By Margaret Harris
Normally when someone talks about their “year in industry”, they’re referring to a period spent working for a company. My own “year in industry” has been rather different: instead of spending 2017 working in a physics-based industry, I’ve been reporting on half a dozen different ones. From nuclear energy and nanotechnology to optics and instrumentation, I’ve heard from physicists who’ve founded new firms, developed new products and navigated their way through tricky waters with financial backers. Here are a few highlights.
2017 was another high-profile year for physicist and entrepreneur Elon Musk, with his company SpaceX landing a re-used Falcon 9 rocket back in March and his other firm, Tesla Motors, starting to deliver its much-anticipated Model 3 to mere mortals just this week. But in between, there was also a little bit of hype about Musk and hyperloops: vacuum-based systems that could, according to proponents, transport passengers cheaply at more than half the speed of sound. It sounds far-fetched, but as Jon Cartwright revealed in this feature article for August’s Physics World Focus on Vacuum and Instruments, it’s an idea with a long history.
I met Kate Bechtel in January during a reception at Photonics West, the annual trade show/conference celebrating all things optical. Over drinks, Bechtel introduced me to an industrial-physics puzzler: why, when governments and deep-pocketed companies have poured hundreds of millions of dollars into optical glucose sensing, is there still no functional device to free millions of diabetics from the pain of daily finger-prick tests? Her explanation was so fascinating that I asked her to tell the story again, at greater length, in June’s Physics World Focus on Optics and Photonics.
On a scale of 1 to 10, where 1 is the dirtiest possible coal and 10 is fusion driven by superluminal unicorn tears, where would you put nuclear fission? Unsurprisingly, nuclear policy and technology expert Gail Marcus declined to reduce such a complex question to a mere number when she wrote this opinion piece for April’s Physics World Focus on Nuclear Energy. Marcus did, however, offer a robust defence of the ways in which nuclear energy can be considered “green”, while acknowledging that there are some areas where it falls short.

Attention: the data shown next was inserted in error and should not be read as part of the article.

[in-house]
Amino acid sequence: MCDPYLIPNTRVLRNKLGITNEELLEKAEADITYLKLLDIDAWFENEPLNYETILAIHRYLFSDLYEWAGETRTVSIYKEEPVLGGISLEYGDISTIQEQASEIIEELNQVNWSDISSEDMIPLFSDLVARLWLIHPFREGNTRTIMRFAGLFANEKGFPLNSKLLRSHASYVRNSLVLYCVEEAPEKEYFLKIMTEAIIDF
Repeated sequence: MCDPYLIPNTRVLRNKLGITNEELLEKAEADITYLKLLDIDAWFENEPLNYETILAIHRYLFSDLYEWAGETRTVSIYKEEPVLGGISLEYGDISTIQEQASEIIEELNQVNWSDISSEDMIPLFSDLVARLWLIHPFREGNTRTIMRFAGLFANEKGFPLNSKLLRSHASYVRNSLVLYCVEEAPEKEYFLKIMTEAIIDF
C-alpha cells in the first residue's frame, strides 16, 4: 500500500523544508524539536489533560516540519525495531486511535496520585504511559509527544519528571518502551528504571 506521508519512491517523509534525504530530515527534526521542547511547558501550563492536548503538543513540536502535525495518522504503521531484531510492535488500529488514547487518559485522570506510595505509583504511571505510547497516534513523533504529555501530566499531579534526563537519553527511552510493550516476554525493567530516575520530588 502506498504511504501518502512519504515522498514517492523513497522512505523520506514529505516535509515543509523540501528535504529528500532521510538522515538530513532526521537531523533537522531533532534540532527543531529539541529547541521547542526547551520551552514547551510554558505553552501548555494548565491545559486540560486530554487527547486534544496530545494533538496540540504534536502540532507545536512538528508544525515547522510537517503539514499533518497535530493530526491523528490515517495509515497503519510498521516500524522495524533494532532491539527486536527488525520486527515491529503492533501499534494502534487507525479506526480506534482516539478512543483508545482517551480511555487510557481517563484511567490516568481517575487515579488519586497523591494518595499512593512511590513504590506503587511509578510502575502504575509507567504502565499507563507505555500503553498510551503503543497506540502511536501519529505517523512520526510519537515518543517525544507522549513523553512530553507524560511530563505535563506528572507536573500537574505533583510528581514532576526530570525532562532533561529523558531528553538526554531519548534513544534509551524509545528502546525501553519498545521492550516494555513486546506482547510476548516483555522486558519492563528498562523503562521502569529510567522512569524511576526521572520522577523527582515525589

If, perchance, you’re in the market for additional evidence of physics’ usefulness as a discipline, I have two pieces of news for you. First, you’ve come to the right website. Second, you really ought to read Erik Brok and Søren Roi Midtgaard’s article about how neutron science is helping dairy firms understand the structure of milk, yoghurt and other outputs of the cud-chewing denizens of the Danish countryside. This piece was one of several in the Physics World Focus on Neutron Science to highlight the role of neutron measurements in solving industrial problems; other articles in the same issue explored applications of neutrons to microelectronics and high-spec steel manufacturing.
Why is an industrial diamond firm getting excited about quantum technologies? And how can it exploit its know-how without diverting focus from its core business? These are the questions – one scientific, one commercial – that Daniel Twitchen and Matthew Markham explored in their feature article for the Physics World Focus on Nanotechnology in May. “In the 20th century, many aspects of quantum physics were harnessed into world-changing technologies, including semiconductors, lasers and other now-ubiquitous devices,” they wrote. “However, one key aspect – superposition – has largely remained…a fundamental curiosity.”
Will diamond-based magnetic-field sensors become superposition’s “killer app” in 2018? What about other emerging technologies? Physics World will, of course, continue to bring you the latest news and analysis from across industrial and applied physics in 2018, but we’ve also chosen a handful of fields for particular attention. In addition to some old favourites (optics and photonics, nanotechnology, and instrumentation among them) the list includes energy technologies, biomedical physics, the space industry and (60 years after the founding of Intel) computing. And as for quantum technologies – well, keep your eyes peeled, because 2018 could be a breakout year.